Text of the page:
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Old 02-14-2006, 09:03 AM   #1
scott_gunn
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Default 60 mpg Ford F-150

I have no idea how credible this website is, but the article is interesting nonetheless:

http://www.newtechspy.com/articles06...lichybrid.html
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Old 02-14-2006, 10:03 AM   #2
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I call shenanigans
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Old 02-14-2006, 10:58 AM   #3
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Well, it isn't completely bogus, but I think packaging is a major issue, and I doubt that a 2008 production car is feasible.

http://www.epa.gov/otaq/technology/#hydraulic
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Old 02-14-2006, 12:08 PM   #4
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Hybrid's really only improve your mileage in city driving. On the highway to keep a large truck like an F150 moving at 70mph, even with cylinder deactivation, you will still only get...maybe....22-25mpg tops. So I call a 60mpg hybrid F150 B.S. unless they are using a different type of sustainable propulsion (sustainable as in the fuel maintaining the speed of the vehicle).
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Old 02-14-2006, 12:11 PM   #5
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That article states the City rating is 60 MPG, it doesnt say anything about hte highway rating.
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Old 02-14-2006, 12:12 PM   #6
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They prolly filled the tires with helium to make the truck weightless.
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Old 02-14-2006, 12:13 PM   #7
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Quote:
Originally Posted by doorman907
Hybrid's really only improve your mileage in city driving. On the highway to keep a large truck like an F150 moving at 70mph, even with cylinder deactivation, you will still only get...maybe....22-25mpg tops. So I call a 60mpg hybrid F150 B.S. unless they are using a different type of sustainable propulsion (sustainable as in the fuel maintaining the speed of the vehicle).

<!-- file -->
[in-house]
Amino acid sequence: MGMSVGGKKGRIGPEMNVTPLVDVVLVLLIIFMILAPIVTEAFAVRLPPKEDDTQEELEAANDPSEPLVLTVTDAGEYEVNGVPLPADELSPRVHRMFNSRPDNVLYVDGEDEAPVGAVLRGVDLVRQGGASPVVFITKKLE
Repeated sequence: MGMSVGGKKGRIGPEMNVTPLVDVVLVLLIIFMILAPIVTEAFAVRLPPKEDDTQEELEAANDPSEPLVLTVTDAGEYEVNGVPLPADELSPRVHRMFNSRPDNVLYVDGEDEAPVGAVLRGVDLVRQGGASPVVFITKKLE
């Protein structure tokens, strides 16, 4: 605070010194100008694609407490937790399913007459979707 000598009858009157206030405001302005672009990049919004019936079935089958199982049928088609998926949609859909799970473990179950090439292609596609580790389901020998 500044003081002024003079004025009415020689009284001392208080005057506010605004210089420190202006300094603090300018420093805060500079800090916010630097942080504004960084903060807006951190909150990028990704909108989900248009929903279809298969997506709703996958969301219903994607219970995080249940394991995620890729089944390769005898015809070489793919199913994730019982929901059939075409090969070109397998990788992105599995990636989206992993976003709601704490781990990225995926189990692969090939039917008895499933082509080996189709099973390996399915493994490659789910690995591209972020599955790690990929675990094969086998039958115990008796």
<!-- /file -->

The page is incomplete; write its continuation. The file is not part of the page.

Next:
I don't guess you read the article,,,


---------
The standard F-150 has a curb weight of about 4800 lbs., which is 65% greater than theToyota Prius, yet incredibly the Hydraulic F-150 with a continuously variable transmission matches the Prius with 60mpg city rating, thatís an amazing 400% increase over its gasoline version.
---------

note the paragraph says the f-150 would match the prius with 60mpg city...

edit: and I see this as a great boon for those people that use these trucks for the intended purpose (farm vehicles) lots of stop and starting on a farm. small town run ins and whatnot.

it may also be of help in hauling stuff durring accel decel.

Last edited by samagon; 02-14-2006 at 01:29 PM.
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Old 02-14-2006, 05:41 PM   #8
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Hydrostatic powertrains is not a new technology, some of its earlier prototypes were developed back in the early 70's...